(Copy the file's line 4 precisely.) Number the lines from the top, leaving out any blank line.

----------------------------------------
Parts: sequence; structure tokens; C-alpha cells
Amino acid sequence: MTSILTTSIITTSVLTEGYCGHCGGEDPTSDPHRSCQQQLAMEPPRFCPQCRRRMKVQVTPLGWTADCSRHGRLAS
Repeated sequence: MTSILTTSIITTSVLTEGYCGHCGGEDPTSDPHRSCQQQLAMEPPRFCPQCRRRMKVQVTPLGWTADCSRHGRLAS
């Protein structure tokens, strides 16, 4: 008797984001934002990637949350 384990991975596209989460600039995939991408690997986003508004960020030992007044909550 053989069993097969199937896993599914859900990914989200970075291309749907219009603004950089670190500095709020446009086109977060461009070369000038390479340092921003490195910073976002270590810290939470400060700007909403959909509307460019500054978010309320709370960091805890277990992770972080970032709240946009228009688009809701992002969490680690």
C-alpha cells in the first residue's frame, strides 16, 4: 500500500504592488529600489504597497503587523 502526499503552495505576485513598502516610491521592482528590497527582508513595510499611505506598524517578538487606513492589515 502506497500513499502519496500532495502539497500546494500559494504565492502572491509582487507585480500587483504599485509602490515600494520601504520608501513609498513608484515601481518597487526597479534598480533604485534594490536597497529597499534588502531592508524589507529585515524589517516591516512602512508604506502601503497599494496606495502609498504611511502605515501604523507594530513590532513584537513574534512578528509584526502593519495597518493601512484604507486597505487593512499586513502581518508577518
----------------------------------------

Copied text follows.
């Protein structure tokens, strides 16, 4: 008797984001934002990637949350 384990991975596209989460600039995939991408690997986003508004960020030992007044909550 053989069993097969199937896993599914859900990914989200970075291309749907219009603004950089670190500095709020446009086109977060461009070369000038390479340092921003490195910073976002270590810290939470400060700007909403959909509307460019500054978010309320709370960091805890277990992770972080970032709240946009228009688009809701992002969490680690």